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A 3KW system will produce 4050 KWh per year, or 337 KWh a month -- about half our minimum monthly usage. This would be a savings of $30 a month. If our system costs $21K, and the City pays $13K, and we get a $2K tax credit, we end up paying $6K. At $30 a month, this is 200 months, or 16 years to get it back. Without interest. Assuming power costs stay the same.
But we expect power costs to go up. And installing and using the system should help create demand and a market for these systems. And more demand should mean more supply, which will help bring costs down. It's a good thing to do and the economics aren't too bad (as long as someone else is paying 2/3 the cost!)
The first step was getting the City out for an inspection and approval for the rebate program. They want to make sure that the system will work. You need to own your house. There has to be a place to put the solar panels, facing South, that is not shaded. They filled in a form and then approved us with no problem.
Two companies did not respond. Two companies said they were so busy they didn't want any more work ("Unfortunately our installation crew is booked out for the next several months."). That left 4 contractors. Each of these came out and looked at the house, took measurements, and sent me a proposal. This process took about a month.
|Panel Manufacturer||Configuration||Inverter||Total Watts||Cost|
|1.||Kyocera||24 panels x 130 W||Xantrex GT3.0||3120 Watts||$19,500|
|2.||BP 170||18 panels x 170 W||Xantrex GT3.0||3060 Watts||$19,887|
|3.||Isofoton||21 panels x 150 W||PV Powered PVP2800-XV||3150 Watts||$23,356|
|4.||Sharp||16 panels x 208 W||Fronius||3328 Watts||$21,983|
As you can see, each bid had a different panel manufacturer and configuration. The sizes of the panels is quite different. The costs also vary.
So, we went with Proposal 1, which was Armadillo Solar. Armadillo computed that the City of Austin rebate program would pay $11,793.60, leaving a balance for us of $7,706.40. We accepted this contract on 26 June. By 6 July, the City had approved the rebate application, and notified Armadillo. On 14 July, we paid Armadillo our part, as a deposit. At that point, they ordered the panels and inverter.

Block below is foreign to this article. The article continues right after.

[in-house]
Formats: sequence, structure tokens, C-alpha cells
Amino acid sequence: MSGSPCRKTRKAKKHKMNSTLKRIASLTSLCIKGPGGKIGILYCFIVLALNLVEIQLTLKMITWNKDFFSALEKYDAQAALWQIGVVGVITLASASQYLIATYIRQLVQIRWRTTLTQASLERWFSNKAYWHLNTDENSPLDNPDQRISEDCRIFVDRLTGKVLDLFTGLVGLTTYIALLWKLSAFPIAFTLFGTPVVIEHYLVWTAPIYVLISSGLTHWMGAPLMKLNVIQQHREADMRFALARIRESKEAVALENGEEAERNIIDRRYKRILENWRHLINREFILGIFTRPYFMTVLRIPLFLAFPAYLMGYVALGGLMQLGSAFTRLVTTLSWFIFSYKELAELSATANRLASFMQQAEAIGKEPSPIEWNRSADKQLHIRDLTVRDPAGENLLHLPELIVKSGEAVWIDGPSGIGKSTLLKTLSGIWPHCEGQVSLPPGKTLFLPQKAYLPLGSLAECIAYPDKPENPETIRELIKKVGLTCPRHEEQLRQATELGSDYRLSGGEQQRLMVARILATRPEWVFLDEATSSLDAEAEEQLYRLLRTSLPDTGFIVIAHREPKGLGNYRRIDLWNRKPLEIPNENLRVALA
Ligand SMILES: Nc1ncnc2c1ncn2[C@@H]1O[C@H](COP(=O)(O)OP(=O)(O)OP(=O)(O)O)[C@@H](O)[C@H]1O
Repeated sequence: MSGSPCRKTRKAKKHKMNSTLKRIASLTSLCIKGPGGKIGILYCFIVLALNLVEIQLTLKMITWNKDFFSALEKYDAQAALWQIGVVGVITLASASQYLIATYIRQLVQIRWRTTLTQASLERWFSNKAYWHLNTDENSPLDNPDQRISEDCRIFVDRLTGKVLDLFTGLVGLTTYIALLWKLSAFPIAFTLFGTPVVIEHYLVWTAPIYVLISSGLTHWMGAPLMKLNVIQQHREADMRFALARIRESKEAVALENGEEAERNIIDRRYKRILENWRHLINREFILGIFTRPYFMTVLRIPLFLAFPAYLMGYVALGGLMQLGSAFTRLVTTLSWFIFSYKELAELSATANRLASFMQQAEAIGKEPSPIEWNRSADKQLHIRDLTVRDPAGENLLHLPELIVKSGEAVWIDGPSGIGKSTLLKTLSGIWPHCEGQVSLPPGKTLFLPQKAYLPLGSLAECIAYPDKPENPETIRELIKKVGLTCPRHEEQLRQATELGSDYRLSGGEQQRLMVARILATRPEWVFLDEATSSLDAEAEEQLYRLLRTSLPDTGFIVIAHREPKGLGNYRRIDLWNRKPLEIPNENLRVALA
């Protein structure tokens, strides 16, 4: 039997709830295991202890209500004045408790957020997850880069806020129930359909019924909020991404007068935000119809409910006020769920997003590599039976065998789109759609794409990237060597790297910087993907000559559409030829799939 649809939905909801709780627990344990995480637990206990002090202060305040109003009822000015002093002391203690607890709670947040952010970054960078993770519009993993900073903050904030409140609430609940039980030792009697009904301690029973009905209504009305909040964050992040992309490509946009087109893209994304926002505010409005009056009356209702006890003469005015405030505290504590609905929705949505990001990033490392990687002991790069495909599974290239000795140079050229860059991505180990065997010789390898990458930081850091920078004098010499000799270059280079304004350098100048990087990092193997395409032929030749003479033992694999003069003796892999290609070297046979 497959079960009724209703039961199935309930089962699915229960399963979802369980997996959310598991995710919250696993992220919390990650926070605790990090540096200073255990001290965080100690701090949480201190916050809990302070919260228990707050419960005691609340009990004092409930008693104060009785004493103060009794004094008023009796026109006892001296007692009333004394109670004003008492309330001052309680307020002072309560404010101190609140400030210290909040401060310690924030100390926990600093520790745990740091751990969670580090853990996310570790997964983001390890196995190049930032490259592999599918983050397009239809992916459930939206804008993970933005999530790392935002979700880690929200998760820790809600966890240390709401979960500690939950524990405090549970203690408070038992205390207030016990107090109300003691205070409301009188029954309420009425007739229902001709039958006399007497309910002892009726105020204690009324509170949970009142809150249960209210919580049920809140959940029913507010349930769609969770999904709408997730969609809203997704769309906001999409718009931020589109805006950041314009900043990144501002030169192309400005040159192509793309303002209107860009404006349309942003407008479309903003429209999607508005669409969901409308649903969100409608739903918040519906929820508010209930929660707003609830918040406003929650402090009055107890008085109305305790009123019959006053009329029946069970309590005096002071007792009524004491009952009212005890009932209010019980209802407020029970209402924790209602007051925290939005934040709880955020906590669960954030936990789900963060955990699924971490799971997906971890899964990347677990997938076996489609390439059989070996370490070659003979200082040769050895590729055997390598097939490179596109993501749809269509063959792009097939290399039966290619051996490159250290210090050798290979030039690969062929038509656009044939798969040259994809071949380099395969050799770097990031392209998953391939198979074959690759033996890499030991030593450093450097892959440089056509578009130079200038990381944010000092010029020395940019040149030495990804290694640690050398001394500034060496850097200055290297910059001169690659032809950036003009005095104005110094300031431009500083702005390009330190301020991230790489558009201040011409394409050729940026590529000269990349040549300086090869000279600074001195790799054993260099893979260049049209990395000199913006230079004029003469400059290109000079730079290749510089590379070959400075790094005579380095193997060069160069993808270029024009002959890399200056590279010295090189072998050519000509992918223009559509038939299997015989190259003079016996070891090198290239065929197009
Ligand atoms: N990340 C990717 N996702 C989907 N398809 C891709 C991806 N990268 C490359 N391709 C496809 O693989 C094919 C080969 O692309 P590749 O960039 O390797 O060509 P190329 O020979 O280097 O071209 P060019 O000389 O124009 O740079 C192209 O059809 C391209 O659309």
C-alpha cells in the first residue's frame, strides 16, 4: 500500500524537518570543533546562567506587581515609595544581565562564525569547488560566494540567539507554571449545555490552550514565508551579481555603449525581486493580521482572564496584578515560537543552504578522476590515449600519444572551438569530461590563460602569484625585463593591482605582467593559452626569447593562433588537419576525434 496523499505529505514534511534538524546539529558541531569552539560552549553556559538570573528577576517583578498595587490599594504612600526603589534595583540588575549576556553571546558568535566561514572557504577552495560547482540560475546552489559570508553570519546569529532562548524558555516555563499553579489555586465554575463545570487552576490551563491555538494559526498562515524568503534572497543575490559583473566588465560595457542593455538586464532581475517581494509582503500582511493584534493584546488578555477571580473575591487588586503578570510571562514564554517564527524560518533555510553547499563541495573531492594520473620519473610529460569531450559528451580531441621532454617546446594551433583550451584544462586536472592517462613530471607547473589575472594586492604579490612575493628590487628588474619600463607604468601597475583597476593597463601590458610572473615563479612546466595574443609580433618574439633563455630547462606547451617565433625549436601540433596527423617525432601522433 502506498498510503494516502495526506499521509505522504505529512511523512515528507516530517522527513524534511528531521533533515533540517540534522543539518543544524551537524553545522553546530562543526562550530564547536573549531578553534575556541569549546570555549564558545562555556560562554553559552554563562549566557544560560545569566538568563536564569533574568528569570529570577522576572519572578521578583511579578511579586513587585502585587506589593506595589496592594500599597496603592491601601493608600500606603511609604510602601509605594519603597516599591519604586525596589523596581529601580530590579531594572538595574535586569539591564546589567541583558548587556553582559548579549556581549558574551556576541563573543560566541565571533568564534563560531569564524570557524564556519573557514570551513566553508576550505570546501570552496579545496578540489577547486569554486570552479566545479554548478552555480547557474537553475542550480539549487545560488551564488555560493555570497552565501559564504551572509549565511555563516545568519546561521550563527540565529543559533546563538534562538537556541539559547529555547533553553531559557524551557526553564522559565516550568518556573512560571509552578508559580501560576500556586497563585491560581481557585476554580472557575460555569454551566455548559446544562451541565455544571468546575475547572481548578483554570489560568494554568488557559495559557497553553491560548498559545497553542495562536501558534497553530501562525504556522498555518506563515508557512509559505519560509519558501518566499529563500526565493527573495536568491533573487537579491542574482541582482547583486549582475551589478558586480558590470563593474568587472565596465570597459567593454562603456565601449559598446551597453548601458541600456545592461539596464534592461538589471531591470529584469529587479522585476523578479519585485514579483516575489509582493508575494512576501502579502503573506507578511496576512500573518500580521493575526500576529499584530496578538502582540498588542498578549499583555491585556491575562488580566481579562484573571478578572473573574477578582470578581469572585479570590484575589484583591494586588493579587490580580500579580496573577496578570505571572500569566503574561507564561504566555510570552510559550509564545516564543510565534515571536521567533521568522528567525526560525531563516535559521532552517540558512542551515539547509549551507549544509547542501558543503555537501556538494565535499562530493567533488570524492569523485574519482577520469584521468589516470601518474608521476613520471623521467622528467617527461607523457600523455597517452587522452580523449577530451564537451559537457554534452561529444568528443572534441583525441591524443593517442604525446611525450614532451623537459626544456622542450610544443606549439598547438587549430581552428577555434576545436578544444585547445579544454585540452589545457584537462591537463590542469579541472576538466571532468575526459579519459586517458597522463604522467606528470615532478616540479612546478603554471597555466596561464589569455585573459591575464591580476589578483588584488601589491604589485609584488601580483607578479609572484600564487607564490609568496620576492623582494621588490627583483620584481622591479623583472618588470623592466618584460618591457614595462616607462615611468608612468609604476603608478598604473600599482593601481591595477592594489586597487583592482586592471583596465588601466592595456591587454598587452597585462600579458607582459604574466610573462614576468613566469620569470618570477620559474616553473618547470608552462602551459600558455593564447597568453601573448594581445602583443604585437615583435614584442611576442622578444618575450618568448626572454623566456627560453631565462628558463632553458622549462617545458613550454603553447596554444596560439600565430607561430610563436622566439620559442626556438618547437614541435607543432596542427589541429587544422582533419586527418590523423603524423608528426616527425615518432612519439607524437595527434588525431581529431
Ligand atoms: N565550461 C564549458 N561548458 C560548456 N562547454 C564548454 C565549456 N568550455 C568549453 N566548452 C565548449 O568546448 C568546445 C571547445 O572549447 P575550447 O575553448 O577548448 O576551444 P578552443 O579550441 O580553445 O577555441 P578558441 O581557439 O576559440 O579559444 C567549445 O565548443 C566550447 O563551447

The materials arrived in late August, and the installation was done 23 to 25 August. Everything seemed to go smoothly. An inspection by the City was scheduled for 10:00 AM on 5 Sept, and by 8 Sept we had our new meters and were operational.
The solar panels went on the roof, and the controls on the side of the house.
The power from the solar panels is in Direct Current (DC). It comes into the panels from the left, in the metal pipe. The first box is a cut-off that allows the panel to be turned off. Next, the black box, is the inverter, that converts the DC power (about 180 volts) to 240 volts AC to match what the house uses. Then there is another cut-off switch. After the cut-off switch is a meter which measures how much solar power is produced. From that meter, it goes into my electrical box, so it could be used by the house, or if there is an excess over what we need, it goes out thru our standard electric meter, but running the meter backwards.
Saturday, April 8, 2006
We removed the old wooden unit, and installed the new metal stairs. Notice that the legs are separately adjustable, so I have a short one and a longer one to match the garage floor.